In political and economic terms, his influence can hardly be exaggerated: free public education, slum clearance, labor unions, public libraries, municipal museums, public art academies, old age pensions, social security, the graduated income tax, land conservation � all were, and are part of Ruskin�s vision of social reform, of what he calls "common wealth."

In fact, the Ruskin disciple John Howard Whitehouse suggests that one of the reasons Ruskin disappeared from view in the 1920s was that his reforms, so controversial in the heyday of laissez-faire capitalism in the 1860s and �70s, had become mainstream after the First World War.

Ruskin scholar John Unrau says something similar about architects: "Though it was still unfashionable among architects in the 1950s to refer to Ruskin with anything but Modernist contempt, the great Victorian�s ideas about methods of visual analysis had been absorbed deeply enough by our visual culture to retain their influence even though their source was no longer recognized."

As Dave Hickey wrote last year: "Today, no critic in the history of art is less read and more subliminally present."

A figure that looms this large will always inspire revivals and reconsiderations; his work, to one degree or another, in one way or another, remains part of the complex living present.

Hickey, again, from an essay in last year�s Art in America: "Ruskin is always there, in other words, and always returning, yet never quite codifiable."

But the Ruskin revival, if we can call it that, is, I believe, more than a matter of welcoming a modernist forebear in out of the cold. We�re reading Ruskin, I believe, because he has things to say to us now at the dawn of the 21st century.

There are others who could speak more eloquently than I would ever dare to on aspects of Ruskin�s thought that address specific "hot button" items in today�s architecture, aesthetics, or political economy.

Ruskin�s rather radical views of the restoration of ancient buildings and artifacts � in short, don�t do it � is finding new advocates today.

Ruskin�s prophetic warnings about the geological and oceanographic threats to his beloved Venice, voiced more than a hundred and fifty years ago, have proved all too prescient. (He erected a little waterfall on his estate, complete with a hand-carved stone chair facing it, in order to facilitate his attempts to establish that Alpine erosion causes the silting up of Venice. He was right, of course.)

And one can always find passages in Ruskin that, a century after his death, speak as clearly, perhaps more so, than when they were written. This one, for example, on suburbia:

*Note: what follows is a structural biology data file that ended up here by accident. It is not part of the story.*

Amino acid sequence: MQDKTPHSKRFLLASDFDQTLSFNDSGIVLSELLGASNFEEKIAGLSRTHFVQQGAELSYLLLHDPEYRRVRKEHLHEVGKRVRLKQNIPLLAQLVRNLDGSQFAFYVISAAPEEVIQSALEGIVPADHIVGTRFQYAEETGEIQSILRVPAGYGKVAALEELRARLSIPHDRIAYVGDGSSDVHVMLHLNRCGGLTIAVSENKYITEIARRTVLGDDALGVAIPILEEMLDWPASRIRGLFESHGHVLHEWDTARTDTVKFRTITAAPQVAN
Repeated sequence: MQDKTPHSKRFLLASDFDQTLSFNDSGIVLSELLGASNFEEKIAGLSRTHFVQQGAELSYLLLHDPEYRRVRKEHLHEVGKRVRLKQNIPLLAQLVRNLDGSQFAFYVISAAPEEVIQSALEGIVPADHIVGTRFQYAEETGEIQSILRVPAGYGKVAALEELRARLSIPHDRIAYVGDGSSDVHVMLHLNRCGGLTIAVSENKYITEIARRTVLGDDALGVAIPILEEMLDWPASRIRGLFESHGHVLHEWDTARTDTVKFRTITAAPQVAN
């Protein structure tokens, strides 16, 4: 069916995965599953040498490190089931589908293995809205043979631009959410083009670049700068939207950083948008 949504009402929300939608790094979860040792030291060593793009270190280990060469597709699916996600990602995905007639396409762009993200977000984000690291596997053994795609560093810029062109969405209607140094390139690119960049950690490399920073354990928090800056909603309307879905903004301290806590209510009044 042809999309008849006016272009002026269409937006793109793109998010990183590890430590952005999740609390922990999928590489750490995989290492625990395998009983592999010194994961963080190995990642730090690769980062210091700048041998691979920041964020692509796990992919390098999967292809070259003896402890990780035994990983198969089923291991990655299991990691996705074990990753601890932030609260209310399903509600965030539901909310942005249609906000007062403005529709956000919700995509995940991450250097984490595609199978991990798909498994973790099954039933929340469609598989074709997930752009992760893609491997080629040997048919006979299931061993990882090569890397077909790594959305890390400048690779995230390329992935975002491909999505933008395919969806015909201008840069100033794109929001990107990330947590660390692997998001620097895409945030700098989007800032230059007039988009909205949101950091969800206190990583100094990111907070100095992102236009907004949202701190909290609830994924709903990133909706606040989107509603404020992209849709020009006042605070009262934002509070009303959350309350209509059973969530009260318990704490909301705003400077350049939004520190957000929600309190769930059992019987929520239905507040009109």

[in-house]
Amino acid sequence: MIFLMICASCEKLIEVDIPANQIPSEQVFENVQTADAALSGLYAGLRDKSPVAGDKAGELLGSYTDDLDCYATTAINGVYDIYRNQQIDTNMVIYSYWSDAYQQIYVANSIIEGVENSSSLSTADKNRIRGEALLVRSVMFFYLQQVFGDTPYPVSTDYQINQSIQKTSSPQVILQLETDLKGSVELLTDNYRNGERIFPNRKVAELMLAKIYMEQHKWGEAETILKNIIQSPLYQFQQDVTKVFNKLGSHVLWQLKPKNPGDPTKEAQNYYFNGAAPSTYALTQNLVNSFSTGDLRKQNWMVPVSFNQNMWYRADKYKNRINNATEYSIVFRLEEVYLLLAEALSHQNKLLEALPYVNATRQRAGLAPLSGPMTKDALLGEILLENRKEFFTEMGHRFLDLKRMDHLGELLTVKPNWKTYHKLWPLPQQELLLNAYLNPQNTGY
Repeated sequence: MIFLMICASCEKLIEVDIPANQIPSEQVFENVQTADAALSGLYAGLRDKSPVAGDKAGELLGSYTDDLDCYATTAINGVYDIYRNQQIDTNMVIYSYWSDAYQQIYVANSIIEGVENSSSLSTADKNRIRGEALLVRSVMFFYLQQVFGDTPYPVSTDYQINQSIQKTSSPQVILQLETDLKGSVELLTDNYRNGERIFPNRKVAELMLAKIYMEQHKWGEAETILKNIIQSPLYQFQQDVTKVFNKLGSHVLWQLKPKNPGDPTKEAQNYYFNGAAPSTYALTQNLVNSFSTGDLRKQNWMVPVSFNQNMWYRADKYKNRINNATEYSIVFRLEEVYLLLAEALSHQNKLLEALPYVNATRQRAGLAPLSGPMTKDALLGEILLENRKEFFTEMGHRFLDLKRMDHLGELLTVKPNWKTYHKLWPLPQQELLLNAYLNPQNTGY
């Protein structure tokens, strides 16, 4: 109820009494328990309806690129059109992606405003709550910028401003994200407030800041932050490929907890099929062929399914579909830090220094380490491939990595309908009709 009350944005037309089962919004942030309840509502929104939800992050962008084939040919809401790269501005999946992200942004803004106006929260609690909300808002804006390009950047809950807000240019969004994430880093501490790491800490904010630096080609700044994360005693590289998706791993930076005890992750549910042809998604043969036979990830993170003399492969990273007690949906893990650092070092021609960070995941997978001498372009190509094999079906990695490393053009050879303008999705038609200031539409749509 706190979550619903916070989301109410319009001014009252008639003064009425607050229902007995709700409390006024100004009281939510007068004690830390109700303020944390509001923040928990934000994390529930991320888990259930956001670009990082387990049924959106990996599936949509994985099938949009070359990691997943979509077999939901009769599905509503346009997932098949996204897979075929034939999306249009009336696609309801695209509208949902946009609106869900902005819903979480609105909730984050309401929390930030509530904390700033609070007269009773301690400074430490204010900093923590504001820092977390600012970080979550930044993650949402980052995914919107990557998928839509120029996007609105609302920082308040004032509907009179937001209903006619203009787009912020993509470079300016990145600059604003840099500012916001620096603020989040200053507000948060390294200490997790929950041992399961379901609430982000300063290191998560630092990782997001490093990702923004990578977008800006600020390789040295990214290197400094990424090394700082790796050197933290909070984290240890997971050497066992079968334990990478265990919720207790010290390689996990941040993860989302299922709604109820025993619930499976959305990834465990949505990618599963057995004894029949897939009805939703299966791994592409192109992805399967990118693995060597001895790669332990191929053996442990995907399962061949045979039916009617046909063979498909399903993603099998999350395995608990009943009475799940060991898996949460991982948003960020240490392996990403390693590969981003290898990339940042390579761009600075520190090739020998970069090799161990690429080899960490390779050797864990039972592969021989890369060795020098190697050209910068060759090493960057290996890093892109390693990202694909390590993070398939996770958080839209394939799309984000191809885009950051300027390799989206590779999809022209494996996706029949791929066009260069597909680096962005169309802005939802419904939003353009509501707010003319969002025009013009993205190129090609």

"I look upon those pitiful concretions of lime and clay which spring up, in mildewed forwardness, out of the kneaded fields about out capital � upon those thin, tottering, foundationless shells of splintered wood and imitated stone � upon those gloomy rows of formalized minuteness, alike without difference and without fellowship, as solitary as similar � not merely with the careless disgust of an offended eye, not merely with sorrow for a desecrated landscape, but with a painful foreboding that the roots of our national greatness must be deeply cankered when they are thus loosely struck in the ground."

What I want to do is to speak at once more generally and more personally about what I think Ruskin may be saying to us, and, I suppose, about the "Ruskin moment" we may be finding ourselves in.

He lived and wrote in the midst of one technological revolution, the industrial age of factories, mechanized labor, and Darwinian social policy. We are living in the midst of another, a vastly different age, the electronic, the information age, and, whether we know it or not, we are asking his questions.

Questions about the lure of mass culture; about the strategy of individual choices; about isolation and community in the modern world; about aesthetics; about hope; about lifestyle; about engaging reality and resisting the daydream; about place; about communion with the earth; about restraint; about form; about architecture and the human scale; about the meaning of labor; about being awake.

Ruskin�s whole critique of industrial society was fueled by a simple paradox, as Rochelle Gurstein points out in a perceptive recent article: How was it possible that material progress had brought not spiritual advancement, but corruption and blight?

We, too, in the face of urban sprawl, endless freeways and strip malls, have to ask, with Gurstein, "what all this monotony and shoddiness, this sterility, tell us about the social conditions that produced it, and about the moral and spiritual condition of the people who made such a world, and of those who choose, consent, or are forced to live there?"

As Barry Saunders of Pitzer College, who helped inaugurate these lectures, pointed out to us several years ago, a central question for Ruskin and his followers, particularly those in the Arts and Crafts tradition, was: What is all this mechanization, this standardization, this compression of reality that characterizes the modern world doing to us anthropologically, as human persons? What human, even neurological capacities are we losing by allowing ourselves to be organized as we are?